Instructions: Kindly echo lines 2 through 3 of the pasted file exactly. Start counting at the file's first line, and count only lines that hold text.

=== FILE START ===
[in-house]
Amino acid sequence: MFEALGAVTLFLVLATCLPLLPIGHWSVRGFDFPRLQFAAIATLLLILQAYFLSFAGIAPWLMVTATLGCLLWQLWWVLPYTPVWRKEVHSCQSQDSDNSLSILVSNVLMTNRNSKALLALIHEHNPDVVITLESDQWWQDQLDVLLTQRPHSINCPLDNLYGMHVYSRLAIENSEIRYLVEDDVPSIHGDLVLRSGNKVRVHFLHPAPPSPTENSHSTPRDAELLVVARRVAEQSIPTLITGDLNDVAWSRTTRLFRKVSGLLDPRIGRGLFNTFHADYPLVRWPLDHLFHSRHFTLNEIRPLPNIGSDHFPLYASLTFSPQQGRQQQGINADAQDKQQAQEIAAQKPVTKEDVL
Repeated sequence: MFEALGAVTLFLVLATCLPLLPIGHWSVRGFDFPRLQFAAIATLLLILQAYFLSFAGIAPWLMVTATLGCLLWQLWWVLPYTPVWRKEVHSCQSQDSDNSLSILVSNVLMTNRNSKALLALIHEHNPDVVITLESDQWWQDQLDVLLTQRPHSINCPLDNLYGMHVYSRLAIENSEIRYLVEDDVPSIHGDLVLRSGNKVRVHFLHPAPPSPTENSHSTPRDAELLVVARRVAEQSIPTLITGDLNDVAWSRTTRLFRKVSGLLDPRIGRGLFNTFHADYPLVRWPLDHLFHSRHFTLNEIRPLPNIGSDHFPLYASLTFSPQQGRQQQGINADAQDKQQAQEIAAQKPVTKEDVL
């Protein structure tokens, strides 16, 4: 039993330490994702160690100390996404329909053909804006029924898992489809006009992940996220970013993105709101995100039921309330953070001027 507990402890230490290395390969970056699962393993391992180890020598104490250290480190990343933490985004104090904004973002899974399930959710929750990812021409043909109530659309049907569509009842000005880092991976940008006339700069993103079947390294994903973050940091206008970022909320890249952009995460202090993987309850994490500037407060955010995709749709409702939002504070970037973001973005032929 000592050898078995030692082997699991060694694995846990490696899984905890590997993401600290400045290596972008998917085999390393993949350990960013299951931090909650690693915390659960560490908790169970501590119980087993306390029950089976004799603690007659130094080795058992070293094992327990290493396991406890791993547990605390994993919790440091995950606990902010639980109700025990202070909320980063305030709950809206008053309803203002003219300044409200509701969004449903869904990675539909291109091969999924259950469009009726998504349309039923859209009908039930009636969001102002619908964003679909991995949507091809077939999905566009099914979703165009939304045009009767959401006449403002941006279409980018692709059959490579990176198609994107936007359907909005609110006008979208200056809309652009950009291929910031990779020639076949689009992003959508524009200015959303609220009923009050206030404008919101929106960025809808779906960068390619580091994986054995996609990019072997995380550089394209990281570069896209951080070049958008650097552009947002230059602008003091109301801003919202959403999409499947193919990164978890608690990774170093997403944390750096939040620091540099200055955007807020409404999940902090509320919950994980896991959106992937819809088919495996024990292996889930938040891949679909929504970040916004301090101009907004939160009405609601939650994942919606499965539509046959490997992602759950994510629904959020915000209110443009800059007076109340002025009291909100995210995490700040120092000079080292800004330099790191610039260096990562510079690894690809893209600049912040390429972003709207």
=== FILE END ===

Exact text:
Amino acid sequence: MFEALGAVTLFLVLATCLPLLPIGHWSVRGFDFPRLQFAAIATLLLILQAYFLSFAGIAPWLMVTATLGCLLWQLWWVLPYTPVWRKEVHSCQSQDSDNSLSILVSNVLMTNRNSKALLALIHEHNPDVVITLESDQWWQDQLDVLLTQRPHSINCPLDNLYGMHVYSRLAIENSEIRYLVEDDVPSIHGDLVLRSGNKVRVHFLHPAPPSPTENSHSTPRDAELLVVARRVAEQSIPTLITGDLNDVAWSRTTRLFRKVSGLLDPRIGRGLFNTFHADYPLVRWPLDHLFHSRHFTLNEIRPLPNIGSDHFPLYASLTFSPQQGRQQQGINADAQDKQQAQEIAAQKPVTKEDVL
Repeated sequence: MFEALGAVTLFLVLATCLPLLPIGHWSVRGFDFPRLQFAAIATLLLILQAYFLSFAGIAPWLMVTATLGCLLWQLWWVLPYTPVWRKEVHSCQSQDSDNSLSILVSNVLMTNRNSKALLALIHEHNPDVVITLESDQWWQDQLDVLLTQRPHSINCPLDNLYGMHVYSRLAIENSEIRYLVEDDVPSIHGDLVLRSGNKVRVHFLHPAPPSPTENSHSTPRDAELLVVARRVAEQSIPTLITGDLNDVAWSRTTRLFRKVSGLLDPRIGRGLFNTFHADYPLVRWPLDHLFHSRHFTLNEIRPLPNIGSDHFPLYASLTFSPQQGRQQQGINADAQDKQQAQEIAAQKPVTKEDVL